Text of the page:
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Choisya Sundance - origins and abuses

Choisya ternata Sundance was a pioneering plant. One of the first shrubs to be protected by Plant Breeders’ Rights in Britain, it was also one of the first to benefit from the kind of intense marketing that now propels so many plants into garden centres and into gardens.
Choisya,Sundance,Lich,Peter Catt, Image © (all rights reserved)

Discovered by British nurseryman Peter Catt, it’s a yellow-leaved form of the familiar evergreen shrub Choisya ternata with the same fragrant white flowers. You now see it in front gardens, in particular, all over the Britain. It’s interesting to know how it originated. Peter explains.

"This very popular plant started its life when, in 1978, I spotted a very small leaf, low down on an old Choisya ternata from which I was taking cuttings. I took the cutting on which this small leaf was and rooted it. When it came into growth I removed the shoot from the top, which encouraged the side shoots. These I also removed. This forced a growth from the leaf that I had spotted which was about the size of my small fingernail and had a white edge. I had envisaged a white edged variegation. To my amazement out came a golden shoot and having cleaned it up in a micro-prop lab, the plant was launched at the Chelsea Flower Show in 1986."

So from one leaf the size of a fingernail came one of the most popular of garden shrubs.

But it’s not perfect. It sometimes reverts to plain green and, as can be seen in the picture, the green shoots outgrow the yellow ones so must be removed. It also sometimes bleaches and scorches in full sun, especially on dry soils and in dry summers. And it’s not happy in drying winds.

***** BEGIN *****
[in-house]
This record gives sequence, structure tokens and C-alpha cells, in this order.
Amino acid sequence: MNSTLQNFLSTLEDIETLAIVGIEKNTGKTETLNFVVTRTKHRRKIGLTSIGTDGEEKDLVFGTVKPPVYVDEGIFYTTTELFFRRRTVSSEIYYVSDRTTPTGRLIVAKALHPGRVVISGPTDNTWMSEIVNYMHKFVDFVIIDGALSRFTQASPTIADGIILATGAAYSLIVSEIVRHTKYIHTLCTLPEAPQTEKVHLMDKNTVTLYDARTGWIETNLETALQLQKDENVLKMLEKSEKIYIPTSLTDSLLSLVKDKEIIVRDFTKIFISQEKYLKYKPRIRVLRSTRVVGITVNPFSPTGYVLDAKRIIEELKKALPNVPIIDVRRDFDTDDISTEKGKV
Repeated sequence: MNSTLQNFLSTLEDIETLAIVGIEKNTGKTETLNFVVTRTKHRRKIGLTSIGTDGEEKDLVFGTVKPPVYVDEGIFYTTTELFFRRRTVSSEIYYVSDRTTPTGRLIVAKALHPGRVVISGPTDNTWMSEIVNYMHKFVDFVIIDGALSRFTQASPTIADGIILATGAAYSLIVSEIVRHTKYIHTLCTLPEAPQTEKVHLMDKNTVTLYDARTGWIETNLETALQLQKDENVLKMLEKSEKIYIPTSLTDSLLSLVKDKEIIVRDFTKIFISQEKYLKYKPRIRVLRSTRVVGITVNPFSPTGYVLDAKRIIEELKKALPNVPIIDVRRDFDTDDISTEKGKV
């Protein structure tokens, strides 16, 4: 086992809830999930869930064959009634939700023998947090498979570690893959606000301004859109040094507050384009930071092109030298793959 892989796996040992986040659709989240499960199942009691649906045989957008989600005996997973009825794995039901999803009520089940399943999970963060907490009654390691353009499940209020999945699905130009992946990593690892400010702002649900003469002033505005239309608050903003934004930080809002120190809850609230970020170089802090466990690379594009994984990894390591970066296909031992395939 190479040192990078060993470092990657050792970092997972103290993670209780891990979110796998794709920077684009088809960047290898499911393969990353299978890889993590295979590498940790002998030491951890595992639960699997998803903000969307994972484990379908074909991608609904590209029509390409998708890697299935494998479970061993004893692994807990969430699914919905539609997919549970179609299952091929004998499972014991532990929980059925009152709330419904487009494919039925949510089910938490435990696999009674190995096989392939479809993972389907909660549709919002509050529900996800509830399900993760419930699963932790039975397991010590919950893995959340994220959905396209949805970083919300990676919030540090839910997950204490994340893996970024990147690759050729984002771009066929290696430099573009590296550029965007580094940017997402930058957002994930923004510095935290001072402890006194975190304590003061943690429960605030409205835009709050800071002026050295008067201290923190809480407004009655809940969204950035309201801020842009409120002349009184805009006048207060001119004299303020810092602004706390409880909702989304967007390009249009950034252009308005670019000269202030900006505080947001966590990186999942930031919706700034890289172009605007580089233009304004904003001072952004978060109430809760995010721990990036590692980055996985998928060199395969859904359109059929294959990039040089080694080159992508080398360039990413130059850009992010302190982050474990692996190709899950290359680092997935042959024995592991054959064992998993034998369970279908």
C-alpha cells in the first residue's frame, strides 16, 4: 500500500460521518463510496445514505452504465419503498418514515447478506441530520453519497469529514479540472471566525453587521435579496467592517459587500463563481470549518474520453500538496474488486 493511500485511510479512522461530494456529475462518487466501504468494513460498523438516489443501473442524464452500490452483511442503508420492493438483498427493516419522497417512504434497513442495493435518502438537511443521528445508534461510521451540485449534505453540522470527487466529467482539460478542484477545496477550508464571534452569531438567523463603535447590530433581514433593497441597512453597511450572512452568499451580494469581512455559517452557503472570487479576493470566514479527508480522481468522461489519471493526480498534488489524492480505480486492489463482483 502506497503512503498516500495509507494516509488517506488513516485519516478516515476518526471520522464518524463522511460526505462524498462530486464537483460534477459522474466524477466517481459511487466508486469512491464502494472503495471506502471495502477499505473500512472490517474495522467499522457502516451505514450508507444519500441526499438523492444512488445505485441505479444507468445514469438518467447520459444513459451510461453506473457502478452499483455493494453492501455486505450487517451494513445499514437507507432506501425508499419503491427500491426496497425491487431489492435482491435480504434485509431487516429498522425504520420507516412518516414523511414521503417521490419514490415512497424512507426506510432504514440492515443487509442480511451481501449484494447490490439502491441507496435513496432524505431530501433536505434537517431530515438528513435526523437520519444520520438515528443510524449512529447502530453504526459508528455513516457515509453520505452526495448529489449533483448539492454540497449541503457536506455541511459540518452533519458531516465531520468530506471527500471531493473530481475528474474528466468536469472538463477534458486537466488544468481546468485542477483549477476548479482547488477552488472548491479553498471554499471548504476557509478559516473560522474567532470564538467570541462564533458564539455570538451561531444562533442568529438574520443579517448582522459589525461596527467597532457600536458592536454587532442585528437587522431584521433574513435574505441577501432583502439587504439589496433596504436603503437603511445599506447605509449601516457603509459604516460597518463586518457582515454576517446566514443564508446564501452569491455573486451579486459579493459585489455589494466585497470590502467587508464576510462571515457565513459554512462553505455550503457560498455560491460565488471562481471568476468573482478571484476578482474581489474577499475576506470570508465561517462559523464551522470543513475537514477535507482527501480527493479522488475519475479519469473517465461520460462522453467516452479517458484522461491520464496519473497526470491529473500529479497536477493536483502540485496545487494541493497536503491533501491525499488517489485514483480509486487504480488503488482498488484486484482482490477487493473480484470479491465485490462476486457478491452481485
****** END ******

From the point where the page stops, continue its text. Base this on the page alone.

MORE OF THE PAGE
Choisya,Sundance,Lich,Peter Catt, revert. Image © (all rights reserved)

It also suffers from misguided pruning – quite what’s behind clipping it into a rectangular box is a mystery: it may be a two minute job with the hedge trimmer, but it’s not exactly elegant.
Choisya,Sundance,Lich,Peter Catt, revert. Image © (all rights reserved)

But Choisya ternata Sundance (‘Lich’), to give it its full and proper name, is also a pioneer in another way. Nurseries that propagate protected plants must pay a royalty to the breeder for each plant they sell. But Peter Catt became increasingly incensed that growers were selling his plant without paying up, and sometimes under a different name, that he could take it no more.

The British trade magazine Horticulture Week reported: “A pioneering grower has snapped after years of trademark abuse of a showcase plant by threatening court action for those who flout rules on Plant Breeders’ Rights. Peter Catt became so angry over “plagiarism” of his Choisya ternata Sundance (‘Lich’) that he took out adverts in the horticultural press to remind growers they needed permission to grow the plant and had to pay royalties.

“It’s been going on for years and I’m so fed up,” said Peter, the managing director of Liss Forest Nursery, Hampshire. “I wish I knew exactly how many growers are involved, but it’s many thousands. If I can stem the flow by making garden centres and other buyers realise they are at fault, hopefully European growers will come round to paying royalties.”

The discovery and success of Choisya Sundance ('Lich') set Peter off on the road to raising and introducing many other fine new shrubs; Caryopteris Sterling Silver (‘Lissilv’) is one of the latest.

His plants, and those of other breeders, are still pirated but there is now an acceptance amongst growers of the need to pay royalties. But of course we still can’t prevent gardeners clipping them into boxes. I even once saw Choisya Sundance ('Lich') trained into a leaning and lopsided standard. Let’s hope a storm put it, and us, out of our misery.


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Martyn Cox

This is interesting and I can see why Peter Catt snapped. When I was a teenager I worked at nursery that used to propagate 1000s of 'Sundance' every year - I can't imagine a single penny they made from the sale of these plants ever ended up in Peter's pocket.

Graham Rice

Dutch nurseries were always the ones accused of this sort of thing, propagating thousands and selling the plants under a name very similar to the original. Peter Catt's case, and the recent Geranium Rozanne/'Jolly Bee' case ('Jolly Bee' now reckoned to be the same as the earlier Rozanne) are making everyone aware of the rules. And the penalties for breaking them.

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